Primary school does not have to enrol child in special class, court hears

By Ann O’Loughlin

A primary school has won a High Court challenge against a direction it must enrol a child to a special class for students with speech and language needs.

In his judgment Mr Justice Paul Coffey said he was satisfied to quash the recommendation by a three person committee, which heard an appeal brought by the mother of a child who did not get a place in the special class.

The judge also said the appeal should be now heard by a new committee.

The school, and the family involved cannot be identified for legal reasons.

The Court heard that the school had 17 applications for three places available in the special class for children with severe speech and language difficulties.

After assessing the applications three students were allocated places in the class starting last September.

One of the disappointed mothers appealed the school’s decision not to offer her child a place in the class.

That appeal went before a three person committee established by the Department of Education under Section 29 of the 1998 Education Act.

That appeal was heard by the committee who after upholding the appeal made a recommendation to the Secretary General that the child be enrolled at the school.

The school represented by by Feichin McDonagh SC said its policy is to work with relevant professionals to assesses the needs of the individual applicant children before deciding who gets a place in the class.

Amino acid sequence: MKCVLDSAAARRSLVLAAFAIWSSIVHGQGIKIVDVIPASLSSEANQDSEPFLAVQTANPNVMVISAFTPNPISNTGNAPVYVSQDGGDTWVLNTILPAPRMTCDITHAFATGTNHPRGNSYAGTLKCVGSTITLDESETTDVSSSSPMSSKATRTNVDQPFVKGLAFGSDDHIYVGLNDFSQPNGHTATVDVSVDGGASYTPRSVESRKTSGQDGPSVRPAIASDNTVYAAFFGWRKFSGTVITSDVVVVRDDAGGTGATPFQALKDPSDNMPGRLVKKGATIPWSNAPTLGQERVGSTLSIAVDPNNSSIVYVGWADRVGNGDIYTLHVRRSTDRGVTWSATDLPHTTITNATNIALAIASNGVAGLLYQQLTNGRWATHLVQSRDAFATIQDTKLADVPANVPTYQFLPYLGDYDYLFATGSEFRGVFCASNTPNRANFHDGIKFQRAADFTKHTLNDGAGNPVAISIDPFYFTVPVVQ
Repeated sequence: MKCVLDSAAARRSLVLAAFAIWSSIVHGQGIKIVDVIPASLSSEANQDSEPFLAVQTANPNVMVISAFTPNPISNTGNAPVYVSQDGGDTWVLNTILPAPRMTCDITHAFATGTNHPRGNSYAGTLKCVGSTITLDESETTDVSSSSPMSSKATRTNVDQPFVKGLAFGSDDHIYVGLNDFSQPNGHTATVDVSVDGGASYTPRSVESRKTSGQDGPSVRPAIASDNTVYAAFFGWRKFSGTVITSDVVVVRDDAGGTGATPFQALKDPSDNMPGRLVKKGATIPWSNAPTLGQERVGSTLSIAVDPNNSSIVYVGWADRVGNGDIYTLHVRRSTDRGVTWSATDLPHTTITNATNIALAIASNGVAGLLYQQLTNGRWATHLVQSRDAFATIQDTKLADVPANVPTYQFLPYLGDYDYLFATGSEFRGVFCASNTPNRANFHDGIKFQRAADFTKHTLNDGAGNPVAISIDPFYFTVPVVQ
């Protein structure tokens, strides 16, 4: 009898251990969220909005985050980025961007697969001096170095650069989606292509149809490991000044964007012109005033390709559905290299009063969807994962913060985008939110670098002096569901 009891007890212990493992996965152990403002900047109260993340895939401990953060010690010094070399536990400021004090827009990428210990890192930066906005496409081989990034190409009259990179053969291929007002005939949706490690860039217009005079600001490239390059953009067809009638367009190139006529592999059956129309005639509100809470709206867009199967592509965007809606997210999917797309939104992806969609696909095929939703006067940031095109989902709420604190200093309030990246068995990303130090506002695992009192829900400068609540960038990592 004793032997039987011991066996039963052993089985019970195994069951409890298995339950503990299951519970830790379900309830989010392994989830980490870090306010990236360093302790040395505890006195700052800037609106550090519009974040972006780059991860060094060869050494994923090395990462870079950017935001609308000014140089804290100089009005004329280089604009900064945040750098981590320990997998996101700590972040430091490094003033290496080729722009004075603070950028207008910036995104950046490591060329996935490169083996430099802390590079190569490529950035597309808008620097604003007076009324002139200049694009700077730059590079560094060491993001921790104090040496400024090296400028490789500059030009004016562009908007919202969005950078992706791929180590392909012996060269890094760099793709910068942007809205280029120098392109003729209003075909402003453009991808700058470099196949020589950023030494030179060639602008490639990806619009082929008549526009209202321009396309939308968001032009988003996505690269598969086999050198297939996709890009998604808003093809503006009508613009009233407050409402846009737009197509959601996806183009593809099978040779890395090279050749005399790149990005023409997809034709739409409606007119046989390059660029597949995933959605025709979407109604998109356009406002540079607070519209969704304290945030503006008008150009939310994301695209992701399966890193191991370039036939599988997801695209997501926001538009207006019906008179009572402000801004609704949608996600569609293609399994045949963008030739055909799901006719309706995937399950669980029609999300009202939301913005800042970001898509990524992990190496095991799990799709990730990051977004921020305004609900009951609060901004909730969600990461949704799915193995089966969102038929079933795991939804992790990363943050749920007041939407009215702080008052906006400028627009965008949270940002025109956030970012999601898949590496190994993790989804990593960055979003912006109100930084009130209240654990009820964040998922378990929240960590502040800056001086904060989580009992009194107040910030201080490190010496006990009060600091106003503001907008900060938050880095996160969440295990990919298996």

It says its policy is to allocate places to those children that need it most.

Following the appeal the school had been directed to enrol the student even thought there was no place for him, it argued.

Arising out of the decision the school’s board of management brought High Court judicial review proceedings against the Secretary General of the Department of Education and the three person Committee challenging the decision the school must enrol the boy.

The child’s mother was a notice party to the proceedings.

It claimed the decision was wrong, irrational and unreasonable and was made in breach of fair procedures.

It sought various orders including one quashing the committee recommendations and the Department’s direction that the boy be enrolled at the school.

The application was opposed on grounds including that the schools published admission policy was fundamentally deficient in that it did not set out the criteria for the allocation of places in the event of an over subscription for places.

Mr Justice Coffey said he was satisfied the schools published admission policy did not set out the criteria for the allocation of places in the speech and language class in the event of it being oversubscribed.

This he said was both surprising and regrettable have regard to the evidence before the court that the speech and language class has been "heavily oversubscribed for many years."

However the Judge said the Appeal Committee decision to recommend that the child be given a place in the class was "manifestly unfair" to the other unsuccessful applicants, who were no less eligible.

The recommendation was also unsatisfactory because the it was unclear if the allocation of a place was to be at the expense of one of the three successful applicants or none.

The Judge said that absent an operable and effective published admission policy to deal with over subscription the Appeal Committee should have remitted the matter to the schools board of management with a recommendation that it should adopt such a policy.

In all the circumstances the judge said he was quashing the decisions compelling the school to enrol the child and remitted the matter back to be heard by a different committee.

KEYWORDS: Court, Special Needs


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